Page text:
❉ The arrangements of Drake’s Admiral, curated by Bob Stanley.
“Kirby has always been in Drake’s shadow, but this collection from Ace Records, put together by compiler par excellence Bob Stanley sets out to redress this…. including various Fairports, Steeleye Spans, and other folk stalwarts like Keith Christmas and Ralph McTell. Other, lesser-known singer-songwriters also benefit from a bit of Kirby magic here. There’s even surprise appearances from the likes of John Cale and Dana Gillespie.”
This year, Nick Drake would have turned seventy. We’ll always know him as a haunted, doomed, beautiful youth who was never recognised in his time, who never made old bones. It’s arguable though that we wouldn’t know him at all if it wasn’t for his Cambridge university friend and arranger Robert Kirby – whose unmistakeable orchestral and woodwind sweeps brought Five Leaves Left and Bryter Layter to vivid life. Kirby was a precociously talented arranger, combining Vaughan Williams and George Martin into something melancholy, romantic, and absolutely his own.
Kirby wasn’t old when he died prematurely in 2009, thirty-five years after Drake – but he lived a happier, fuller life. He worked with many other artists, often under Producer Sandy Robertson, and worked in a music room full of happy clutter. Unlike his more famous, and introverted friend, Kirby was a more sociable chap who loved to have a beer and play the piano. Returning to music after a sabbatical, he also lived to see his arrangements find a new audience, and worked with younger acts off the back of his previous work.
However, Kirby has always been in Drake’s shadow. The first ever collection of his arrangements from Ace Records, When the Day is Done, put together by compiler par excellence Bob Stanley sets out to redress this. The cover art is a nod to Five Leaves Left, and the album inevitably opens with a Drake track, but Introduction, the instrumental that opens Bryter Layter, is a fitting choice to kick it off. Kirby’s arrangement is the star here, carrying the melody, with Drake’s guitar the supporting act.
The rest of the collection is less familiar territory, focusing on Kirby’s work with various other Witchseason alumni, including various Fairports, Steeleye Spans, and other folk stalwarts like Keith Christmas and Ralph McTell. Other, lesser-known singer-songwriters also benefit from a bit of Kirby magic here. There’s even surprise appearances from the likes of John Cale and Dana Gillespie.
Considering just how associated Kirby is with Drake, it’s a bit of an adjustment at first to hear him arrange for other people, but Stanley’s taste is impeccable. Kirby provides an epic string sweep and mellotron chorale on Keith Christmas’s lengthy, finger-pointing hippie paranoia saga Forest And The Shore, while his lyrical score for Shelagh McDonald’s haunting Ophelia’s Song both riffs on and rivals Kirby’s Fabs favourite She’s Leaving Home.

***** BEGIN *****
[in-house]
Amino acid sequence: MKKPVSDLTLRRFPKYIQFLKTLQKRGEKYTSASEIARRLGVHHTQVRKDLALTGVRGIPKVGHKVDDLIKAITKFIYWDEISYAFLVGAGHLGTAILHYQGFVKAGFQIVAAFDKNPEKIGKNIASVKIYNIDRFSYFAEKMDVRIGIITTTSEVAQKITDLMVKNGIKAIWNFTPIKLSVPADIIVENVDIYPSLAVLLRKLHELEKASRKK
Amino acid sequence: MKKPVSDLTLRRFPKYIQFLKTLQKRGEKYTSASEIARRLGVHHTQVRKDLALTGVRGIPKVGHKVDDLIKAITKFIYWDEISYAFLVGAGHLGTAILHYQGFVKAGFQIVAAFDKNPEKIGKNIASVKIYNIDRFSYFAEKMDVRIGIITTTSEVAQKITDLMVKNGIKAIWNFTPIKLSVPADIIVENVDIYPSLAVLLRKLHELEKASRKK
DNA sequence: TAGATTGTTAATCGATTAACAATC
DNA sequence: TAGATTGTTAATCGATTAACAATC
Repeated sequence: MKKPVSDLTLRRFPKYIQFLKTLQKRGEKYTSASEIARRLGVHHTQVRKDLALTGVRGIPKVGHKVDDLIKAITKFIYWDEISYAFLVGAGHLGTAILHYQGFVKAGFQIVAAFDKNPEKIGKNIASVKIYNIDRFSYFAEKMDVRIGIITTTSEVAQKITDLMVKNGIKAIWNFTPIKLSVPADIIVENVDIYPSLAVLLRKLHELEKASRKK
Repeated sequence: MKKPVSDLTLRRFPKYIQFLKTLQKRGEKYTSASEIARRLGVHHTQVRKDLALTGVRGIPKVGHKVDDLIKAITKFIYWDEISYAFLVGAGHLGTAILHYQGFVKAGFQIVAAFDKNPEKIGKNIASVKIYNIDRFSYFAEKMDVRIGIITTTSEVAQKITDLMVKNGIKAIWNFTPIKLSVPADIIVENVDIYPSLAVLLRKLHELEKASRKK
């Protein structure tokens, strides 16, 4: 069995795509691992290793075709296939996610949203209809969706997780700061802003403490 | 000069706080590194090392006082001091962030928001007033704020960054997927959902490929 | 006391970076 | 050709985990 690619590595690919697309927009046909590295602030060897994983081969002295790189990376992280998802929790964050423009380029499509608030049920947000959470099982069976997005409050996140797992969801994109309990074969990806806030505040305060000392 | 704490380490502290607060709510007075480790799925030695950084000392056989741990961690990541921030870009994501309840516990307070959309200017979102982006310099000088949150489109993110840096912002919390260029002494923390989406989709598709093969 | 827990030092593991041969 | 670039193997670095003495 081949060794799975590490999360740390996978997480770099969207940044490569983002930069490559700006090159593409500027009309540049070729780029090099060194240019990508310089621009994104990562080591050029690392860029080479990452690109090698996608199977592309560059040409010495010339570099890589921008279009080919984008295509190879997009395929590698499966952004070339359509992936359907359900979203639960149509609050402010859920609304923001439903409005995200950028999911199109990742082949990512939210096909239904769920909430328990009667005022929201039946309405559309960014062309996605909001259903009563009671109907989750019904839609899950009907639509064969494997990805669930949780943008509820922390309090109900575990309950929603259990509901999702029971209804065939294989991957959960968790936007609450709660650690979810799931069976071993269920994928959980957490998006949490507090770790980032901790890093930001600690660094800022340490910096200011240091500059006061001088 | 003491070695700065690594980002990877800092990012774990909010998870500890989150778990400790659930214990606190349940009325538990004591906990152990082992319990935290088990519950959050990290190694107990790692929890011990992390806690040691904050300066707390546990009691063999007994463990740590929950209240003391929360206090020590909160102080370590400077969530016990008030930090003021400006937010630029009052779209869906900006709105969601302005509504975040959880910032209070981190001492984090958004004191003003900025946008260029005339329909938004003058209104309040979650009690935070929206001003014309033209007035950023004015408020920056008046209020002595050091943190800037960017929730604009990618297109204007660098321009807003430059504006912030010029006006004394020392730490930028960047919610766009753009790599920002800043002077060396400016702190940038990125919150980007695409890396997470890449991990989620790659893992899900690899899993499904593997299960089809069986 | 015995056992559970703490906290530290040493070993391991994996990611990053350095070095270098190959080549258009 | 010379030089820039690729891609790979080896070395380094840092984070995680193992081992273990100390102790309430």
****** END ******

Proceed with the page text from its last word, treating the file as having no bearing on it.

As the album unfolds, you quickly realise why Kirby was so in demand during the 70s. The superb, but weirdly MOR I Keep A Close Watch by John Cale. The sprinklings of rite of spring magic on the full Hey-Nonny-Nonny reel of Tim Hart and Maddy Prior’s Dancing at Whitsun.
He adds cinematic, George Martin-like class to the comfy, laid-back, old-sofa vibe of ex Liverpool Scene man Andy Roberts’ I’ve Seen The Movie, and a dreamy backdrop to the Wyrd England pastoral of White Witch by Spriguns. He’s back in sweeping mode for other tracks like Richard & Linda Thompson’s First Light, and provides understated classicism to Shirley Collins’s Honour Bright. Kirby doesn’t always fall back on his usual lush bag of tricks. Faced with the unusual voice of Australian singer Gary Shearston, he opts for jack-in-the-box trills of what sounds like a hurdy gurdy, but this is a rare diversion.
Kirby goes to town most on the bonkers classical-folk instrumental suite Raviole by Audience, but still keeps a respectful distance, even when his orchestrations threaten to take over. By contrast, he may as well not be there on Ian Matthews’ Give Me An Inch Girl, a piece of incongruously smooth 70s soft rock, where he’s reduced to holding down two notes on a string machine keyboard, low in the mix, arguably the only track here to represent a waste of his time and talent.
Ending with Ralph McTell’s deceptively jaunty-sounding anti-war protest Pick Up A Gun (think Caravan’s Golf Girl with a conscience), When the Day is Done leaves you feeling a bit better acquainted with Robert Kirby. It rewards with each listen, with little details coming to the fore each time. Take a bow, Robert.
❉ When The Day Is Done – The Orchestrations Of Robert Kirby is released by Ace Records on 26 February 2017, RRP £12.99. Click here to order.